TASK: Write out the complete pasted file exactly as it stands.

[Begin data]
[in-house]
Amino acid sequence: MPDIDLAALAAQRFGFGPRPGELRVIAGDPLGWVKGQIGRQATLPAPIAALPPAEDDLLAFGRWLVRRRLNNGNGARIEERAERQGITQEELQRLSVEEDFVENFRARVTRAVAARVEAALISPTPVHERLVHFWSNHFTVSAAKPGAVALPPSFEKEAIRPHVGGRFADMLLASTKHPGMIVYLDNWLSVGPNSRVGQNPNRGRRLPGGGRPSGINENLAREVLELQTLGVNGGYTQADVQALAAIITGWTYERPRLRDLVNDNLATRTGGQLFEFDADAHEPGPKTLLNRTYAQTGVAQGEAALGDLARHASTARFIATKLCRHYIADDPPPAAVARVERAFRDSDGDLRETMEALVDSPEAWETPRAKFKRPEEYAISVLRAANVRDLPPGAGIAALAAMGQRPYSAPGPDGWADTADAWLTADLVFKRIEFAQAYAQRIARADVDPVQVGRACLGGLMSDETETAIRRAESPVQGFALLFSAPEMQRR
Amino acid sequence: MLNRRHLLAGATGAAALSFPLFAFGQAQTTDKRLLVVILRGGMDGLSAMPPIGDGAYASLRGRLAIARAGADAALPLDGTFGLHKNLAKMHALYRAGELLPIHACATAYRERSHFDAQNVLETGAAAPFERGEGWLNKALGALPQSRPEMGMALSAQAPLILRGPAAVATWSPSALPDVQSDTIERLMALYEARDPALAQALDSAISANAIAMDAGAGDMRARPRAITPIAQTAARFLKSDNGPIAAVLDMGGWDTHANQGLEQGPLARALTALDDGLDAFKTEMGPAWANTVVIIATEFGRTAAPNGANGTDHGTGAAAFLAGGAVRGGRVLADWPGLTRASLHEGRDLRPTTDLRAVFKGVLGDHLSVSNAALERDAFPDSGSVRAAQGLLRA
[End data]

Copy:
[in-house]
Amino acid sequence: MPDIDLAALAAQRFGFGPRPGELRVIAGDPLGWVKGQIGRQATLPAPIAALPPAEDDLLAFGRWLVRRRLNNGNGARIEERAERQGITQEELQRLSVEEDFVENFRARVTRAVAARVEAALISPTPVHERLVHFWSNHFTVSAAKPGAVALPPSFEKEAIRPHVGGRFADMLLASTKHPGMIVYLDNWLSVGPNSRVGQNPNRGRRLPGGGRPSGINENLAREVLELQTLGVNGGYTQADVQALAAIITGWTYERPRLRDLVNDNLATRTGGQLFEFDADAHEPGPKTLLNRTYAQTGVAQGEAALGDLARHASTARFIATKLCRHYIADDPPPAAVARVERAFRDSDGDLRETMEALVDSPEAWETPRAKFKRPEEYAISVLRAANVRDLPPGAGIAALAAMGQRPYSAPGPDGWADTADAWLTADLVFKRIEFAQAYAQRIARADVDPVQVGRACLGGLMSDETETAIRRAESPVQGFALLFSAPEMQRR
Amino acid sequence: MLNRRHLLAGATGAAALSFPLFAFGQAQTTDKRLLVVILRGGMDGLSAMPPIGDGAYASLRGRLAIARAGADAALPLDGTFGLHKNLAKMHALYRAGELLPIHACATAYRERSHFDAQNVLETGAAAPFERGEGWLNKALGALPQSRPEMGMALSAQAPLILRGPAAVATWSPSALPDVQSDTIERLMALYEARDPALAQALDSAISANAIAMDAGAGDMRARPRAITPIAQTAARFLKSDNGPIAAVLDMGGWDTHANQGLEQGPLARALTALDDGLDAFKTEMGPAWANTVVIIATEFGRTAAPNGANGTDHGTGAAAFLAGGAVRGGRVLADWPGLTRASLHEGRDLRPTTDLRAVFKGVLGDHLSVSNAALERDAFPDSGSVRAAQGLLRA